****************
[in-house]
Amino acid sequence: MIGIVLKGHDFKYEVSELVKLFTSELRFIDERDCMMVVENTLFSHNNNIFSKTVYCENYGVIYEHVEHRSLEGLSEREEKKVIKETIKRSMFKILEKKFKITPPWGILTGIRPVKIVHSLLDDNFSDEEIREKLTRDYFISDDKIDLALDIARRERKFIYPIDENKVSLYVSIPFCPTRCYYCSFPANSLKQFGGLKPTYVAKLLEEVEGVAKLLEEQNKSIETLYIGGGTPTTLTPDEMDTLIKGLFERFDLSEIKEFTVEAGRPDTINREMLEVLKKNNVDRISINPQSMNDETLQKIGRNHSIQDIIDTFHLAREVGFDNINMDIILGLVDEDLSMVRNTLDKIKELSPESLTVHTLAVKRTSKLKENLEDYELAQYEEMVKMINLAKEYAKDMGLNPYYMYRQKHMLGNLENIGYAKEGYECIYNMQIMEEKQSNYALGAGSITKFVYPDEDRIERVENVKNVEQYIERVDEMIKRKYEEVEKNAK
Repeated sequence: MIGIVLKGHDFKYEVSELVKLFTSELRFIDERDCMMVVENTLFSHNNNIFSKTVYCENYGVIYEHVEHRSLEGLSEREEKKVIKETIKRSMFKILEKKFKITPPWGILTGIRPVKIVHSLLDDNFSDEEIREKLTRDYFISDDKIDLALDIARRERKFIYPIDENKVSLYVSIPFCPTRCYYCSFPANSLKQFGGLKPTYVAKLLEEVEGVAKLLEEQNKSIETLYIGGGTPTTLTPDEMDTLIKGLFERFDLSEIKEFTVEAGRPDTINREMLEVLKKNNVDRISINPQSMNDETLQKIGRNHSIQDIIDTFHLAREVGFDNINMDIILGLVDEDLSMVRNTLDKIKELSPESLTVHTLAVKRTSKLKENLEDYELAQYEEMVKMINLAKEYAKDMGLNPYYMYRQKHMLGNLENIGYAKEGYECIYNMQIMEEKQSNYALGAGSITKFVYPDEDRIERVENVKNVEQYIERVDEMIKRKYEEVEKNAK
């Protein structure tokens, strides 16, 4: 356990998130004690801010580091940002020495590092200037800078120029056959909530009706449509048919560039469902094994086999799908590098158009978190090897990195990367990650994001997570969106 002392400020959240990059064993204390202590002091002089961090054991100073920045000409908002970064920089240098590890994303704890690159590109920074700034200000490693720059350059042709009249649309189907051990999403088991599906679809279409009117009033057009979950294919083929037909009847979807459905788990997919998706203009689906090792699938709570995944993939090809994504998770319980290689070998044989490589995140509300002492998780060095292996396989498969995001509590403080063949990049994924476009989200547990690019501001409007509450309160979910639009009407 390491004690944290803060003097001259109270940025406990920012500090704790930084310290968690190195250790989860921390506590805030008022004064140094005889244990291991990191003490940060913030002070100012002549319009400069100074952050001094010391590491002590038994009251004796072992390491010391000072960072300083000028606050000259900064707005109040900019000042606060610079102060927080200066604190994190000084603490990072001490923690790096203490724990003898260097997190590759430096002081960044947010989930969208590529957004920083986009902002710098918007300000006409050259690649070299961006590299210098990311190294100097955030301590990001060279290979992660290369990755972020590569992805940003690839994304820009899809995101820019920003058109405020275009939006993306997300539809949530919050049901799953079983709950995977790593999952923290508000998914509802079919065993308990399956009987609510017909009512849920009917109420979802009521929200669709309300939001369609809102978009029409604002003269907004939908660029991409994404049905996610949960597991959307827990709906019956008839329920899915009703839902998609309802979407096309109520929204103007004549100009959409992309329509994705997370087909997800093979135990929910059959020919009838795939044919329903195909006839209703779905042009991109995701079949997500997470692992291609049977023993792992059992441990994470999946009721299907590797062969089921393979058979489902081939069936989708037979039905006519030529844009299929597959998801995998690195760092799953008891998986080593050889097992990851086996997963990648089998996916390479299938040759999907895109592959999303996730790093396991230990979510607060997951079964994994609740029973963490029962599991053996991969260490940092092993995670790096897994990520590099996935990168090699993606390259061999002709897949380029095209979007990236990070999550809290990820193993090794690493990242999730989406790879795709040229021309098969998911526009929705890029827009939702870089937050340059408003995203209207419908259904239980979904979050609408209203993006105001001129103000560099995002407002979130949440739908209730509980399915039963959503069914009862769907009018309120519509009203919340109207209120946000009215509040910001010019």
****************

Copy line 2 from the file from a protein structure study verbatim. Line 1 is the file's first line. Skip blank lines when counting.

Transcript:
Amino acid sequence: MIGIVLKGHDFKYEVSELVKLFTSELRFIDERDCMMVVENTLFSHNNNIFSKTVYCENYGVIYEHVEHRSLEGLSEREEKKVIKETIKRSMFKILEKKFKITPPWGILTGIRPVKIVHSLLDDNFSDEEIREKLTRDYFISDDKIDLALDIARRERKFIYPIDENKVSLYVSIPFCPTRCYYCSFPANSLKQFGGLKPTYVAKLLEEVEGVAKLLEEQNKSIETLYIGGGTPTTLTPDEMDTLIKGLFERFDLSEIKEFTVEAGRPDTINREMLEVLKKNNVDRISINPQSMNDETLQKIGRNHSIQDIIDTFHLAREVGFDNINMDIILGLVDEDLSMVRNTLDKIKELSPESLTVHTLAVKRTSKLKENLEDYELAQYEEMVKMINLAKEYAKDMGLNPYYMYRQKHMLGNLENIGYAKEGYECIYNMQIMEEKQSNYALGAGSITKFVYPDEDRIERVENVKNVEQYIERVDEMIKRKYEEVEKNAK